Society has other alternatives to decreasing crime than simply locking people inprison. Preventative programs focus on the community, school, family, employmentand places. In addition, there are rehabilitation and restorative justiceprograms that can also be used to decrease crime. Prisons are the onlyalternatives we hear about from politicians because of the notion that prisonsare “tough on crime. ” In reality, the method that reduces crime themost is the “toughest on crime,”–and many research studiesdemonstrate prisons are not the best alternatives.
Over 65% of the peopleconvicted for 3-Strikes are for drug-related offenses. There is great evidencethat putting many 3-Strikers in rehabilitation programs costs much less tosociety overall than simply putting them in prison for 25 years or more. Inaddition, there are preventative programs that can be used rather than theprison cell. Each $1 we spend on prisons is a $1 that we could spend elsewhere(or not be taxed in the first place).
The problem with only addressing crime bylocking people in prison is that it has done nothing to alleviate the roots ofthe problems that cause crime in our society. Other people are born and grow upin the same areas where the previous offenders lived and will probably committhe same acts because the underlying problems still exist. There is muchevidence that the gap between the wealthy and the poor is growing in the UnitedStates. Unfortunately, the U. S.Order now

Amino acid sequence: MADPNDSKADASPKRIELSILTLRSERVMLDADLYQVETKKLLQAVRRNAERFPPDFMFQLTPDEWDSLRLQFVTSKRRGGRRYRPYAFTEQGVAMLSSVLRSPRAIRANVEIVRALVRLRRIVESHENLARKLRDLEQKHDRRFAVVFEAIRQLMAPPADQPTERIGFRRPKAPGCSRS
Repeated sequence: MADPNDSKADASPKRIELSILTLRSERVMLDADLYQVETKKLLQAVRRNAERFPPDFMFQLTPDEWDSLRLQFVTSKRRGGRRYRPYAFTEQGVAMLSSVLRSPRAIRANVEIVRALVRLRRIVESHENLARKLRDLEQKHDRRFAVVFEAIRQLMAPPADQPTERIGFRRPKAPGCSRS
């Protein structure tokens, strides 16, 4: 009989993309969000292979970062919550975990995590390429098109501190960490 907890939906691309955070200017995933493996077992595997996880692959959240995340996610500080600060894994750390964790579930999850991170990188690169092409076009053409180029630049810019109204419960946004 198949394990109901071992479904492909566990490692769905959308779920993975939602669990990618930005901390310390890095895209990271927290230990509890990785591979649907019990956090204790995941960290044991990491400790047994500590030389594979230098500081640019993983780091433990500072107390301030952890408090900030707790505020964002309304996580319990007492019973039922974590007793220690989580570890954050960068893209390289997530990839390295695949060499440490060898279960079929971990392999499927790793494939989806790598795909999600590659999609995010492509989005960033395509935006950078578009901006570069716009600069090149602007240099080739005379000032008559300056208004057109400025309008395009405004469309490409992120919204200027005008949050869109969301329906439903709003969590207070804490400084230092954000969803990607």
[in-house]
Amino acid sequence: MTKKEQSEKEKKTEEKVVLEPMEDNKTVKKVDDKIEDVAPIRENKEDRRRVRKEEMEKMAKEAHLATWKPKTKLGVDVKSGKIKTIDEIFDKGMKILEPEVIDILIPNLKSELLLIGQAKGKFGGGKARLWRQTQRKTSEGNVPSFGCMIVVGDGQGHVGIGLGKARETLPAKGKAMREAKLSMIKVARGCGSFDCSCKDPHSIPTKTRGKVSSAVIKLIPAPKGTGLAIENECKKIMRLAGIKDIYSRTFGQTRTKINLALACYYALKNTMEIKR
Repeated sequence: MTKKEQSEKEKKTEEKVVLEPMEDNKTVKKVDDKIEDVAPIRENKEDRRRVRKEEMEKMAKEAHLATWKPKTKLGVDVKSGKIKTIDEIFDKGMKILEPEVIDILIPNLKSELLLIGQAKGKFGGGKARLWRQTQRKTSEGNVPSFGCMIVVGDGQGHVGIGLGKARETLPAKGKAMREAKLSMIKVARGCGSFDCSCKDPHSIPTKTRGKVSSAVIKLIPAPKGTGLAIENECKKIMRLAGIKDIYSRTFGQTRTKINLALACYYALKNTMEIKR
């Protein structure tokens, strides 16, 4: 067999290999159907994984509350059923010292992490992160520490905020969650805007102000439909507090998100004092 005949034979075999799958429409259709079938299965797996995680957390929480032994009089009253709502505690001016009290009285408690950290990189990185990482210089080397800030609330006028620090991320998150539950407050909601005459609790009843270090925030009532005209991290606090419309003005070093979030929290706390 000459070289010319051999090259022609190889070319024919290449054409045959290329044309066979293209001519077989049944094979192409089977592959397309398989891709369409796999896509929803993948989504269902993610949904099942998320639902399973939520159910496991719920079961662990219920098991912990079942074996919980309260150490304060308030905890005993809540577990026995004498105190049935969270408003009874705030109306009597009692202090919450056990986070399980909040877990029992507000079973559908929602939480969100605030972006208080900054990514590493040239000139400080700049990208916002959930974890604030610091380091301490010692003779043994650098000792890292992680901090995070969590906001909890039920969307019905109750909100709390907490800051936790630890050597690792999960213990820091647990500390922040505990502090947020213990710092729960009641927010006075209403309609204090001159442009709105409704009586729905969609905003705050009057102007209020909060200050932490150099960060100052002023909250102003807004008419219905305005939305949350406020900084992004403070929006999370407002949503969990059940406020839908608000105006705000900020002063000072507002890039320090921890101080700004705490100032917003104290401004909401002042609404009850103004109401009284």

‘s response to the problem has been: “Therich get richer, and the poor get prison. ” To focus on street crime anddrug-related crimes can be considered a hidden way to set up concentration campsfor the poor and minorities. There is much evidence that white-collar corporatecriminals cause much more economic wealth to be illegally distributed and canresult in many more deaths and injuries than street crime (e. g. , violatingsafety standards in employment, emission of environmental hazards). Does societyspend as much to enforce the laws on them? Are they sent to prison for the samesentences as the poor street criminals? Are wealthy users of drugs ending up inour prisons? The “control” and “punishment” models adoptedby the U.
S. may cause other problems. Social rebellion and deviance among theyoung may increase. And, in an opposite manner, some of our youth may embrace”control” and “punishment” as the answers to all ourproblems.
A growing devision among these two groups could cause extreme problemsin the future.